In Equanimity, our practice may feel that it lacks the speed and precision of the A&P, the drama of the Dark Night, the delightfully free wonder of the earlier phase of Equanimity, and as if it isn’t enough. When High Equanimity happens, it seems so ordinary that we may try to make it into something extraordinary. If we are attached to ideals about how amazing, blazing, bright, dramatic, powerful, sensational, and thrilling practice is supposed to be, we may keep seeking those qualities and prevent ourselves from being with the very ordinary-feeling but clearly extraordinary stage of High Equanimity.
High Equanimity can happen in many unexpected situations, such as walking to the bathroom after a sit, or just doing ordinary things like watching TV, as you lie down for a nap, daydreaming, brushing teeth, or during formal practice, though at that point practice is unlikely to feel much like practice or anything special or unusual. It can feel pretty boring, like we no longer care at all if we awaken, practice, or anything like that. Attempts to fake it are common if people know the map theory, but the real deal just shows up and pervades quietly on its own.
It is quite common to experience High Equanimity during walking practice, as most people mistakenly believe that walking practice is not as important as sitting, so they let the pressure off, which in this case is good. This phase may be very quick, just a few minutes or even a few seconds, but if we have set up our practice well, that is all it may need. If we have conditioned our minds to perceive the broad, interconnected, integrated world of phenomena however it manifests in the light of the three characteristics, then in this final natural letting go of everything, the mind does what we have trained it to do. By taking our whole world in, it takes our whole world out.
In MCTB1, this section caused considerable confusion and needless complexity: hopefully this version will clarify things. Vibrations in the higher part of Equanimity tend to be very different from how they were in earlier phases. In the A&P they tended to be fine, fast, of one clean frequency that tended to modulate its rate by the phase of the breath, and either localized in one small area or spread out across our skin and the like. In the Dark Night stages, vibrations start slower (the shamanic drum-like beat of Fear) and then later speed up, but in an edgy, irregular, irritating, complex way that is around the edges of attention.
However, in Equanimity, particularly as it develops out past the “chunky” phase, vibrations tend to be slower, more flowing, more volumetric, more about waves of moving attention-space-phenomena all together. Equanimity is more inclusive, almost like the graceful interpretative dance of attention and space creation itself. Many people don’t really notice much about the vibrations or flow and that is also okay. It is much more a question of flow, a shifting back and forth of attention like gentle waves on a beach, like tracking a falling leaf, like the easy settling of attention and phenomena into themselves on their own.
Here, to illustrate the point about how vibrations often manifest in this phase, I introduce a little quirky practice of my own. I call it “The Exercise of the Spinning Swords”. In it, I imagine two swords in two imagined arms twirling gently around and through my body and head, gently and easily sweeping through everything that I think of as myself, looping, dancing, and swirling around, being just a natural part of space and attention as those imagined swords are, almost like a lazy and whimsical baton twirler. I let the swords swing anywhere they want in a playful way that gently tries to move through everything I think of as “me”. This gently integrates the perception of everywhere that I think I am. They don’t hurt anything, and instead they are just attention realizing that it is simply all phenomena, with attention represented by the swords and everything else represented by itself.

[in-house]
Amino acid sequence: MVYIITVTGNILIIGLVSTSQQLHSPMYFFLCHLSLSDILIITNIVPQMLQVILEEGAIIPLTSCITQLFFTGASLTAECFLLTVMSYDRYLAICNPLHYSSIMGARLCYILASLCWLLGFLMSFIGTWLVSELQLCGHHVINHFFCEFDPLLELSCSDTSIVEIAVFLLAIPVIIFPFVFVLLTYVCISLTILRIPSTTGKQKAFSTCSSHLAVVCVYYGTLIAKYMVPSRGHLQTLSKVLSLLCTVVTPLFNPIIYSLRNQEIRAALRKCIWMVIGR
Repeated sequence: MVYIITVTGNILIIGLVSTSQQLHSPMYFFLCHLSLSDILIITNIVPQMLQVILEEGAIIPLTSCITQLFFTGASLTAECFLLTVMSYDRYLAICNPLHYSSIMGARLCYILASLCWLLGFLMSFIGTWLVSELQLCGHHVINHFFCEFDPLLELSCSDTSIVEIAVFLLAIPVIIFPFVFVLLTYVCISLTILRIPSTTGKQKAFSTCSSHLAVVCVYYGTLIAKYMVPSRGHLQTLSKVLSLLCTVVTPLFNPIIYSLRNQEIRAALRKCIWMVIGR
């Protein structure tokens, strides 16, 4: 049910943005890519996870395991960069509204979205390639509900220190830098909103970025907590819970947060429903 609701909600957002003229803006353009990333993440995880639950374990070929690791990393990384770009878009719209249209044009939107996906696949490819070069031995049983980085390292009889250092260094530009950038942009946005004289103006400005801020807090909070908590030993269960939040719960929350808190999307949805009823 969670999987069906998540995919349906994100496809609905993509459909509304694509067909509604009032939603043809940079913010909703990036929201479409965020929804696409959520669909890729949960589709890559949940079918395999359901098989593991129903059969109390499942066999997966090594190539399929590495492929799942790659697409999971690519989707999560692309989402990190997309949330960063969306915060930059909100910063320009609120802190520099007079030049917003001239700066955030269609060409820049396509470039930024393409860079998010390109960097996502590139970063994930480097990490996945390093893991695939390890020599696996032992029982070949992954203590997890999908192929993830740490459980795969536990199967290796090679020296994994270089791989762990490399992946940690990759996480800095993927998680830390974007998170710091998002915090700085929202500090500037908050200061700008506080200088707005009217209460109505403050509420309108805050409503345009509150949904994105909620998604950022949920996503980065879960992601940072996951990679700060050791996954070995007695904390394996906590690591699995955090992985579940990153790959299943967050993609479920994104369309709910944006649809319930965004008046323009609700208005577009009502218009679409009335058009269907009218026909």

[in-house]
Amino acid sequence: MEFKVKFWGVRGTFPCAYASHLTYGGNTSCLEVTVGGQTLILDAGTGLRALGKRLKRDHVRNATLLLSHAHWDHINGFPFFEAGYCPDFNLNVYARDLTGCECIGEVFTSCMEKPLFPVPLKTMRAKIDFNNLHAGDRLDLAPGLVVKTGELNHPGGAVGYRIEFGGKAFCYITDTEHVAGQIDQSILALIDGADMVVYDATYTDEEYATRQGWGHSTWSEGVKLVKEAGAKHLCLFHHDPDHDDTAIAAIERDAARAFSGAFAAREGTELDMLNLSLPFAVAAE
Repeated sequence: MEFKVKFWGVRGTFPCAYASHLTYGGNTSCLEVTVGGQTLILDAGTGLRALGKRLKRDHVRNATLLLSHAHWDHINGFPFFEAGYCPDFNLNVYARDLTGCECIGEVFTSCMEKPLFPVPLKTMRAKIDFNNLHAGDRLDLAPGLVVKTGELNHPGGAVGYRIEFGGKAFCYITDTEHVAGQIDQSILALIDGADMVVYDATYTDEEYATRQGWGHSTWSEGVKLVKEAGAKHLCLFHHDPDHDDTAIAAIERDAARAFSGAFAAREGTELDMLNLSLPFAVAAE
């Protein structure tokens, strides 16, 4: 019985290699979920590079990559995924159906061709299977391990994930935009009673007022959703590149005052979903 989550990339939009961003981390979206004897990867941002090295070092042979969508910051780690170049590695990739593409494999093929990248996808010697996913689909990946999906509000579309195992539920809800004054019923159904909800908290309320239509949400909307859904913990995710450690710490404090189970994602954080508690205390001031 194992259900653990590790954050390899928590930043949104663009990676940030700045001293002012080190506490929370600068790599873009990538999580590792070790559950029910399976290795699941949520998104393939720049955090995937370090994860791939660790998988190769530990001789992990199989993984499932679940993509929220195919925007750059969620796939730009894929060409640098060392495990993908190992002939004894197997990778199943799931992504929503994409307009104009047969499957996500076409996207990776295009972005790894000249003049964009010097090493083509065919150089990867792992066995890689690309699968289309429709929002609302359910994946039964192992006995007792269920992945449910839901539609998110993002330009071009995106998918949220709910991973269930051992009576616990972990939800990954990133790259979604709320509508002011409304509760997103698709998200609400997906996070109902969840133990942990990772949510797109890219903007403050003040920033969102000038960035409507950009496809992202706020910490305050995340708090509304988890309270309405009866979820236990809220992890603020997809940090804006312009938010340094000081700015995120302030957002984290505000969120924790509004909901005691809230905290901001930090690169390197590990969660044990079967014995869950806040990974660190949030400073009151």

After doing this for a while, the imagined swords may start to swing around on their own, sweeping up space with them, until the whole thing synchronizes naturally on its own and, just like that, it all vanishes and reappears. I think of it as a fun, stylized, fantasy-inspired personal variant of that already-mentioned good advice that Sharda Rogell gave me: “Just watch the motion of attraction and aversion.” They are basically the same exercise in some fundamental way, and if you prefer the one she proposed, it can be very helpful, particularly if you include everything you think of as “you” in that natural motion. If you don’t like swords, try lightsabers, batons, staves, rays of light, or whatever else has that basic shape.
I also add an analogy by Achaan Chah, perhaps one of his most famous, found in a compilation of his teachings by Jack Kornfield and Paul Breiter called A Still Forest Pool. While that book might seem to contradict much of what you find in this one, I like it a lot and highly recommend that you check it out as a valuable counterbalance to my style, which is not necessarily a sufficiently balanced style for everyone, including myself, that being one reason I found that book (and many others) helpful to my practice. In Achaan Chah’s analogy, practice is like sitting by a still forest pool in a jungle at twilight. If you sit quietly, all sorts of animals show up and drink from the pool and vanish back into the shadows on their own without you having to do anything. Equanimity is like that for the whole field of experience all the way through, including the pond, the forest, and yourself. Experience phenomena arise and vanish on their own, where they are, as they are, with no effort at all required to perceive them, as they contain the perception as a part of their being sensations: that is good practice advice in Equanimity.